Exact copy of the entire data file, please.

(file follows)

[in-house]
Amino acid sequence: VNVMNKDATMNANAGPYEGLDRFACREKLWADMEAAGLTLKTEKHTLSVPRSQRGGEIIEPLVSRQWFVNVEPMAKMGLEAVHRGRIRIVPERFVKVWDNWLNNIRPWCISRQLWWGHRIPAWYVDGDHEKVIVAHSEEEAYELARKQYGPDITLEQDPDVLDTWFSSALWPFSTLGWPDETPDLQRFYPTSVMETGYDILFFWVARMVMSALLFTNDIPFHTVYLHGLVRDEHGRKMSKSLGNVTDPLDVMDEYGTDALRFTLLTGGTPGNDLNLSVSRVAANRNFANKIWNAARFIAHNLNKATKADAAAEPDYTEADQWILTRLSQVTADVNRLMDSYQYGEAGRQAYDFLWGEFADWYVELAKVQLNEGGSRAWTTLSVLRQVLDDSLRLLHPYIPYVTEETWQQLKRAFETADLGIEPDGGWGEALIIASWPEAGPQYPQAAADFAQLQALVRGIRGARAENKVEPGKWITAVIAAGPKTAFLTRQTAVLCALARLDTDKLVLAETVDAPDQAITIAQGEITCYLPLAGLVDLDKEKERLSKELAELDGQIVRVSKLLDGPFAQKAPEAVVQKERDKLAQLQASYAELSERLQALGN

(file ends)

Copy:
[in-house]
Amino acid sequence: VNVMNKDATMNANAGPYEGLDRFACREKLWADMEAAGLTLKTEKHTLSVPRSQRGGEIIEPLVSRQWFVNVEPMAKMGLEAVHRGRIRIVPERFVKVWDNWLNNIRPWCISRQLWWGHRIPAWYVDGDHEKVIVAHSEEEAYELARKQYGPDITLEQDPDVLDTWFSSALWPFSTLGWPDETPDLQRFYPTSVMETGYDILFFWVARMVMSALLFTNDIPFHTVYLHGLVRDEHGRKMSKSLGNVTDPLDVMDEYGTDALRFTLLTGGTPGNDLNLSVSRVAANRNFANKIWNAARFIAHNLNKATKADAAAEPDYTEADQWILTRLSQVTADVNRLMDSYQYGEAGRQAYDFLWGEFADWYVELAKVQLNEGGSRAWTTLSVLRQVLDDSLRLLHPYIPYVTEETWQQLKRAFETADLGIEPDGGWGEALIIASWPEAGPQYPQAAADFAQLQALVRGIRGARAENKVEPGKWITAVIAAGPKTAFLTRQTAVLCALARLDTDKLVLAETVDAPDQAITIAQGEITCYLPLAGLVDLDKEKERLSKELAELDGQIVRVSKLLDGPFAQKAPEAVVQKERDKLAQLQASYAELSERLQALGN